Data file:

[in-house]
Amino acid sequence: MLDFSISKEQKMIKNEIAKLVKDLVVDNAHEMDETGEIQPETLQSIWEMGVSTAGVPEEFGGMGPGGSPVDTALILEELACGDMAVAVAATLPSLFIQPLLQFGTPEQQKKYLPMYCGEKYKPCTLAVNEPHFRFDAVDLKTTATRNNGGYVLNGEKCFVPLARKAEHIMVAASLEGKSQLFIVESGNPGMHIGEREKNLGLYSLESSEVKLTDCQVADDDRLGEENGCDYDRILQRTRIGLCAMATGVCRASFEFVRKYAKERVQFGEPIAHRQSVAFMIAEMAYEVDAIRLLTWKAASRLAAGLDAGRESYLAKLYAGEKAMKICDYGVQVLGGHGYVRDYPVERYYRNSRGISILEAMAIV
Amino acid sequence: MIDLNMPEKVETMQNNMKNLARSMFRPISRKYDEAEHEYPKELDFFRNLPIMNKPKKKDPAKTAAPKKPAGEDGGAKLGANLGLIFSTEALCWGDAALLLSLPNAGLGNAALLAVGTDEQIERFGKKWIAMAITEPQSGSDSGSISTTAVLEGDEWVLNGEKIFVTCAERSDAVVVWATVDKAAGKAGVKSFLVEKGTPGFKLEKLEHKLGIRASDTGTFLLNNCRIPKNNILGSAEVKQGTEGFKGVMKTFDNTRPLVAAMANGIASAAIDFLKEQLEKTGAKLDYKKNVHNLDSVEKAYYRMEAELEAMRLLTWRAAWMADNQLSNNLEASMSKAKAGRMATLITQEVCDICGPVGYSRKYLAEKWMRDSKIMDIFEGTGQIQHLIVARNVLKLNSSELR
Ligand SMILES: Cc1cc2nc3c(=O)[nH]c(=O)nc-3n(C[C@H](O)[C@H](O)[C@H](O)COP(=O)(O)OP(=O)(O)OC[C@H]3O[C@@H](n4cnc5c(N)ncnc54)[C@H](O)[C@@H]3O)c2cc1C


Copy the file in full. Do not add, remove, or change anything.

[in-house]
Amino acid sequence: MLDFSISKEQKMIKNEIAKLVKDLVVDNAHEMDETGEIQPETLQSIWEMGVSTAGVPEEFGGMGPGGSPVDTALILEELACGDMAVAVAATLPSLFIQPLLQFGTPEQQKKYLPMYCGEKYKPCTLAVNEPHFRFDAVDLKTTATRNNGGYVLNGEKCFVPLARKAEHIMVAASLEGKSQLFIVESGNPGMHIGEREKNLGLYSLESSEVKLTDCQVADDDRLGEENGCDYDRILQRTRIGLCAMATGVCRASFEFVRKYAKERVQFGEPIAHRQSVAFMIAEMAYEVDAIRLLTWKAASRLAAGLDAGRESYLAKLYAGEKAMKICDYGVQVLGGHGYVRDYPVERYYRNSRGISILEAMAIV
Amino acid sequence: MIDLNMPEKVETMQNNMKNLARSMFRPISRKYDEAEHEYPKELDFFRNLPIMNKPKKKDPAKTAAPKKPAGEDGGAKLGANLGLIFSTEALCWGDAALLLSLPNAGLGNAALLAVGTDEQIERFGKKWIAMAITEPQSGSDSGSISTTAVLEGDEWVLNGEKIFVTCAERSDAVVVWATVDKAAGKAGVKSFLVEKGTPGFKLEKLEHKLGIRASDTGTFLLNNCRIPKNNILGSAEVKQGTEGFKGVMKTFDNTRPLVAAMANGIASAAIDFLKEQLEKTGAKLDYKKNVHNLDSVEKAYYRMEAELEAMRLLTWRAAWMADNQLSNNLEASMSKAKAGRMATLITQEVCDICGPVGYSRKYLAEKWMRDSKIMDIFEGTGQIQHLIVARNVLKLNSSELR
Ligand SMILES: Cc1cc2nc3c(=O)[nH]c(=O)nc-3n(C[C@H](O)[C@H](O)[C@H](O)COP(=O)(O)OP(=O)(O)OC[C@H]3O[C@@H](n4cnc5c(N)ncnc54)[C@H](O)[C@@H]3O)c2cc1C